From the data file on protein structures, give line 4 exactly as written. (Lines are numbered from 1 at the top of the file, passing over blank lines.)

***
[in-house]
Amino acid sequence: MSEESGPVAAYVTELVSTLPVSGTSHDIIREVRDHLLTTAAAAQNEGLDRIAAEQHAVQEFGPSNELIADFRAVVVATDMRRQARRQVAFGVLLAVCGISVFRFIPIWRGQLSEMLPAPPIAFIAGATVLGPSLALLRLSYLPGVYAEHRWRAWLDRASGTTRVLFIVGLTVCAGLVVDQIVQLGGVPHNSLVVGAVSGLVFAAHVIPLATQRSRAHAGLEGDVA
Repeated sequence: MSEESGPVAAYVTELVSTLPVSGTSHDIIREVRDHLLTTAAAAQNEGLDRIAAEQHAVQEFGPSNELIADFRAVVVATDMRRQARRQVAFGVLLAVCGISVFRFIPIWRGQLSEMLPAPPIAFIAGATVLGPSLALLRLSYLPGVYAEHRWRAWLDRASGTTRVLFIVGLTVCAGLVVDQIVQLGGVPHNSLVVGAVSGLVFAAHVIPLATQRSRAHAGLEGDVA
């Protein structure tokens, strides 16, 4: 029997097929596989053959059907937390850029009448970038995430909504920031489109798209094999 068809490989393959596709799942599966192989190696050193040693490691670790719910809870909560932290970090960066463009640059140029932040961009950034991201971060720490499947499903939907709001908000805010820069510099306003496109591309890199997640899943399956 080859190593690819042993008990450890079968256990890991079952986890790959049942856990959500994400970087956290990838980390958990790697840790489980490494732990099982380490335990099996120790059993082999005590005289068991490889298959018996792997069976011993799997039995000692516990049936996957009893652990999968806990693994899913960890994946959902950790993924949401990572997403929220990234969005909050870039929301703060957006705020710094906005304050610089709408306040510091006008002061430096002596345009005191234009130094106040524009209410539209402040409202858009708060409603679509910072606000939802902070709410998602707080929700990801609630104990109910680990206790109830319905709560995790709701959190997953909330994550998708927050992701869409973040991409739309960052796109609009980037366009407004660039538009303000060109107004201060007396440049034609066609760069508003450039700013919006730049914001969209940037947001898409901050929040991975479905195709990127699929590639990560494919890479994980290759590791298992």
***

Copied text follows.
């Protein structure tokens, strides 16, 4: 029997097929596989053959059907937390850029009448970038995430909504920031489109798209094999 068809490989393959596709799942599966192989190696050193040693490691670790719910809870909560932290970090960066463009640059140029932040961009950034991201971060720490499947499903939907709001908000805010820069510099306003496109591309890199997640899943399956 080859190593690819042993008990450890079968256990890991079952986890790959049942856990959500994400970087956290990838980390958990790697840790489980490494732990099982380490335990099996120790059993082999005590005289068991490889298959018996792997069976011993799997039995000692516990049936996957009893652990999968806990693994899913960890994946959902950790993924949401990572997403929220990234969005909050870039929301703060957006705020710094906005304050610089709408306040510091006008002061430096002596345009005191234009130094106040524009209410539209402040409202858009708060409603679509910072606000939802902070709410998602707080929700990801609630104990109910680990206790109830319905709560995790709701959190997953909330994550998708927050992701869409973040991409739309960052796109609009980037366009407004660039538009303000060109107004201060007396440049034609066609760069508003450039700013919006730049914001969209940037947001898409901050929040991975479905195709990127699929590639990560494919890479994980290759590791298992």